While city officials have remained focused on meeting its RHNA numbers, they’ve also expressed frustration with the state legislature’s continued efforts to churn out new housing policy before the previous year’s policies have been fully digested and implemented. That sentiment was expressed widely at a recent housing workshop hosted by the Coalition of Sensible Taxpayers (CO$T).
Mayor John McCauley has amplified that message in recent weeks. In a hearing to amend the city’s ADU program to comply with new state mandates, he lambasted State Senator Mike McGuire over his claim at the CO$T event that Mill Valley could deed restrict some housing for low-income families, given the city’s focus on creating as much low- to middle-income housing as possible in a city whose average home price is as high as $1.9 million.
“The state has been doing so much, so quickly that they don’t know what the hell they are doing,” McCauley said. “We dumped our ADU efforts because we were told we couldn’t deed restrict. Now McGuire says we can. I challenge you to tell us you definitively state that we can deed restrict. The staff says check with Housing and Community Development – they won’t tell us.”
“Timing and community support are important – we are trying to maintain as much local control as we can when we can,” Staude said. “We need to figure out what we can accept in terms of accepting these (RHNA) numbers as a community and do so quickly to maintain that discretionary control over the process.”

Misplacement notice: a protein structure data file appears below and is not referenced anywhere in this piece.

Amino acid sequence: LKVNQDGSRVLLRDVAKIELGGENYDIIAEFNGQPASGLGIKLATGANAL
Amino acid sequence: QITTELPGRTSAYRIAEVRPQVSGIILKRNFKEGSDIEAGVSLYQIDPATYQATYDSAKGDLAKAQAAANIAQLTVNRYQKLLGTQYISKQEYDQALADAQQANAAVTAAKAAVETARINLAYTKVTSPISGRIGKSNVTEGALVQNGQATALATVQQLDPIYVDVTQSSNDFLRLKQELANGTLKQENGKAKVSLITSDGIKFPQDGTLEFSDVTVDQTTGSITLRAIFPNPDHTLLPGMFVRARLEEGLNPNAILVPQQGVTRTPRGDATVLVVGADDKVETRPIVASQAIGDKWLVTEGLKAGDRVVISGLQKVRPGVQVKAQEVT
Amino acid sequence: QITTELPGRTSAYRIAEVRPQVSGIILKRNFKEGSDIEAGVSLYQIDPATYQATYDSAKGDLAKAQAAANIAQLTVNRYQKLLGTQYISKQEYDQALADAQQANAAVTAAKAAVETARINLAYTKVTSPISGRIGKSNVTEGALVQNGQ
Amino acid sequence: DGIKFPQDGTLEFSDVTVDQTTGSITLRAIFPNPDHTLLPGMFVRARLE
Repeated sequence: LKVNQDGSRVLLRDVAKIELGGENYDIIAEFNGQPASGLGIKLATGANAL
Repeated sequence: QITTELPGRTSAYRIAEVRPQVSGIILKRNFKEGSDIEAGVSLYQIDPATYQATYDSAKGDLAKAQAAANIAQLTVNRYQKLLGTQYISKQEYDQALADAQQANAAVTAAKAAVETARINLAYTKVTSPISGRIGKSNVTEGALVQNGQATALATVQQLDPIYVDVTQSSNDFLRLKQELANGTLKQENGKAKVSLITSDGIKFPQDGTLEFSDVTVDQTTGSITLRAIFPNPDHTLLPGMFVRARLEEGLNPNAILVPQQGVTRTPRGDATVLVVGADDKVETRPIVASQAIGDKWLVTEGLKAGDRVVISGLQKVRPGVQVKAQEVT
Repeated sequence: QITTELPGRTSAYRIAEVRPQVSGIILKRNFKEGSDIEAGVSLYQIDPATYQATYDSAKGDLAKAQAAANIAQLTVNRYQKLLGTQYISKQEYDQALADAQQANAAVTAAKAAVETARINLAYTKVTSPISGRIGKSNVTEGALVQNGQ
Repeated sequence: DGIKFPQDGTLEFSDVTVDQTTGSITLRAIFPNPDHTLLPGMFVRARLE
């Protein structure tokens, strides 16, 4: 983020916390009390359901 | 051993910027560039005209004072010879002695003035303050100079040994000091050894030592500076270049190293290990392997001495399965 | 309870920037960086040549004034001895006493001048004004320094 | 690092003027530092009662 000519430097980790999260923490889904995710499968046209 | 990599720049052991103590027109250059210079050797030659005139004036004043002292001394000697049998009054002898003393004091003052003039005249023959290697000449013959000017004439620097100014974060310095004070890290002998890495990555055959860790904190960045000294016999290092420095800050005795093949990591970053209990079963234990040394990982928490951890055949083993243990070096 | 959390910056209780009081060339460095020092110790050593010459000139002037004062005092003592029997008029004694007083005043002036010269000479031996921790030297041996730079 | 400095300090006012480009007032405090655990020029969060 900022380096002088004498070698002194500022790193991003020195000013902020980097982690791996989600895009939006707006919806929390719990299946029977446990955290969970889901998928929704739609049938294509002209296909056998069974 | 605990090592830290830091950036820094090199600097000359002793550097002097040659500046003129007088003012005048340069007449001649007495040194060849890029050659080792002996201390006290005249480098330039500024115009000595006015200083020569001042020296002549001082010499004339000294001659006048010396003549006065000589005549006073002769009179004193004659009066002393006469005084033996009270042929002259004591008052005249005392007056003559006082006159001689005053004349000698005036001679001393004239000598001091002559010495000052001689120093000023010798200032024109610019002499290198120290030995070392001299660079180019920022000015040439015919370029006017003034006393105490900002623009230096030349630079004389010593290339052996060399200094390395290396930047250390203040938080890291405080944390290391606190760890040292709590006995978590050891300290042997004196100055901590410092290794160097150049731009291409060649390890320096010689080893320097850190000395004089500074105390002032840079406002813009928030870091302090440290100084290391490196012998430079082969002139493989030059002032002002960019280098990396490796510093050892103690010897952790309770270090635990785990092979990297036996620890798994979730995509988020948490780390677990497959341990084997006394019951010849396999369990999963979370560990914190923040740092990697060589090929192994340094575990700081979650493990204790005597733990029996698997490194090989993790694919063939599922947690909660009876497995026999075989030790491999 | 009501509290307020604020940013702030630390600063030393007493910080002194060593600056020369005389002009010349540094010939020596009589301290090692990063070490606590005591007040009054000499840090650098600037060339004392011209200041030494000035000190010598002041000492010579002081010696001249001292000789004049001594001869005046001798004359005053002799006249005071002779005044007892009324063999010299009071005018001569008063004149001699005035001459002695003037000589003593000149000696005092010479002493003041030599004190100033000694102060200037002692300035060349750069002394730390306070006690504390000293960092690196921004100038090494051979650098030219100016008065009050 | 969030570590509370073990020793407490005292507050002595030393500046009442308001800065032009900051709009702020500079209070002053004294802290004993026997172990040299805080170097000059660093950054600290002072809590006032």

City officials have expressed an openness to rezoning some properties from single-family to multi-family or commercial, Staude said. Rezoning would require the city to show “substantial evidence” for the need to take such a step, as well as a review of the environmental constraints on certain properties, as many of those lots are adjacent to wetland areas.
City officials said they can work towards a larger process of removal of conditional use permits along the commercial corridor in places like Miller Avenue to allow for more, or even 100 percent, residential buildings to allow more units on existing sites. “We’ll be looking at parking and height standards too,” Staude said.
Why the Massive RHNA Spike?
Mill Valley was in the midst of a recession during its previous Housing Element, and the RHNA data is pegged to economic conditions and population growth. But the new state laws require the RHNA process to accommodate the housing that was not constructed in the previous cycle, which is why the numbers ballooned from 129 units in the prior cycle to 865 in the new one.
“We don’t have a crystal ball about how the laws will change in years going forward and what the methodology will be, but it’s not necessarily just a straight line upward from here,” planning consultant Veronica Tam told Housing Element workshop attendees.
But Tam poured cold water on the likelihood of success for cities hoping to make the case that the city’s limitations around land use capacity, water, infrastructure, community support and the amount of housing within areas adjacent to the wildland urban interface (WUI) that are more vulnerable to fire.
“The state says if you don’t have water, you still have to do your planning and your zoning and your mitigating strategies to access more water in the future,” Tam said. “It does not get you out of accommodating the RHNA.”
Flint has encouraged city officials to engage with the state’s Housing and Community Development department to educate them about the unique character of the Mill Valley community and show them why and how Mill Valley is different than, for instance, Santa Rosa or other communities.
“There is no scenario in which the city or state forces the owner of a property to build something or do eminent domain,” Flint added.